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Day two of David Pecker testimony wraps in NY Trump trial; Supreme Court hears arguments on Idaho's near-total abortion ban; ND sees a flurry of campaigning among Native candidates; and NH lags behind other states in restricting firearms at polling sites.

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The Senate moves forward with a foreign aid package. A North Carolina judge overturns an aged law penalizing released felons. And child protection groups call a Texas immigration policy traumatic for kids.

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Wyoming needs more educators who can teach kids trade skills, a proposal to open 40-thousand acres of an Ohio forest to fracking has environmental advocates alarmed and rural communities lure bicyclists with state-of-the-art bike trail systems.

Concerned about water quality? ND wants to hear from you

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Thursday, January 4, 2024   

In early January, some North Dakotans might be daydreaming about summer water activities but certain forms of pollution remain a threat to various waterways around the state, and officials want to hear residents' concerns in a new survey.

The North Dakota Department of Environmental Quality is crafting a new 10-year strategy as it responds to the latest and more pressing threats to surface water. The rollout includes an online survey where residents can identify which pollutants they are most concerned about, and which rivers and lakes they want protected.

Emily Joynt, environmental scientist for the department, said engaging people in the research could also convince them to help make a difference.

"Whether that's, you know, landowners participating in watershed projects or people assisting with monitoring activities if they're interested," Joynt outlined.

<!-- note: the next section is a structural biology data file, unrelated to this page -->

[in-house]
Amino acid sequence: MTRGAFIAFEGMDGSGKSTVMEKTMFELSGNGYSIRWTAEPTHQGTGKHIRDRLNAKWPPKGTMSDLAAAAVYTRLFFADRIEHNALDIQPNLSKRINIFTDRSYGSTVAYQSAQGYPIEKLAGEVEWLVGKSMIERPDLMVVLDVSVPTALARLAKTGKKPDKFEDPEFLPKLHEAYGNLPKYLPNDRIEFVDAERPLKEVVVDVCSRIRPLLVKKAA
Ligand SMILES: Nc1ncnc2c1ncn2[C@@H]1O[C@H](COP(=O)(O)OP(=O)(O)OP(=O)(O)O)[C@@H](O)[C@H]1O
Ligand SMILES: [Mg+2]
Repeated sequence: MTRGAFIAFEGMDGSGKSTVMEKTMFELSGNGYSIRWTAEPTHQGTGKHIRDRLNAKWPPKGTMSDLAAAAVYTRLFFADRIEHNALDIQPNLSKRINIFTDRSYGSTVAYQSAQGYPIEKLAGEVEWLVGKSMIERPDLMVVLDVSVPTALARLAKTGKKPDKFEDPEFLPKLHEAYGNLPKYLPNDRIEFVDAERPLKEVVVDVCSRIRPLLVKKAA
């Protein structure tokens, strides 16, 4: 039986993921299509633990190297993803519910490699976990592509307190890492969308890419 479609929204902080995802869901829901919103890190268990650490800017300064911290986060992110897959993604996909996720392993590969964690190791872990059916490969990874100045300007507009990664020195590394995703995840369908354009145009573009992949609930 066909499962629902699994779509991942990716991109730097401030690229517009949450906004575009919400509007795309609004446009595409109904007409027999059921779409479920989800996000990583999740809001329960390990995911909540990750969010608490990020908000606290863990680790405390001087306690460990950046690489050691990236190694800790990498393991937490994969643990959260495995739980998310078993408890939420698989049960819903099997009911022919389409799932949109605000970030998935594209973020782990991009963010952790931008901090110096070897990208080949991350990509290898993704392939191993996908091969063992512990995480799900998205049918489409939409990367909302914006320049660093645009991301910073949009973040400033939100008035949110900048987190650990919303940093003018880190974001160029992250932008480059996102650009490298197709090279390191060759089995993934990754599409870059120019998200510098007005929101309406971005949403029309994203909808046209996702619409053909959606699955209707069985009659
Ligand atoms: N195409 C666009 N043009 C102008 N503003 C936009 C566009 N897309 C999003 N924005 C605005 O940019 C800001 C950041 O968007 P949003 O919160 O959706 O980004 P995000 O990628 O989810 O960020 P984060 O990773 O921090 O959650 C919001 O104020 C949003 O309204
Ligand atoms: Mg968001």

It includes creating more awareness about cost-sharing programs for conservation practices to reduce agricultural runoff. Joynt pointed out the department is keeping a close eye on the quantity of nutrients entering lakes and streams and their connection to harmful algal blooms. In its latest assessment, environmental quality experts cited runoff from concentrated animal feeding operations as one of the major sources of these nutrients.

The timing of the survey and any water quality concerns related to feeding operations coincides with a recent push by North Dakota to attract more livestock production. Meanwhile, there has been broader awareness about the threat of so-called "forever chemicals" stemming from the production of certain consumer products. Joynt noted the emerging issue is part of the survey.

"Our department does have a PFAS monitoring approach for not only groundwater and drinking water but also surface water now," Joynt emphasized. "We're starting to collect more PFAS data on water bodies across the state."

According to the latest data, the department said nine lakes around North Dakota are not suited for water recreation due to factors like excessive nutrient loading. Another 36 are threatened, and officials said if left unchecked, the lakes could reach a point where frequent algal blooms and excessive weed growth curtail activities like swimming or fishing.


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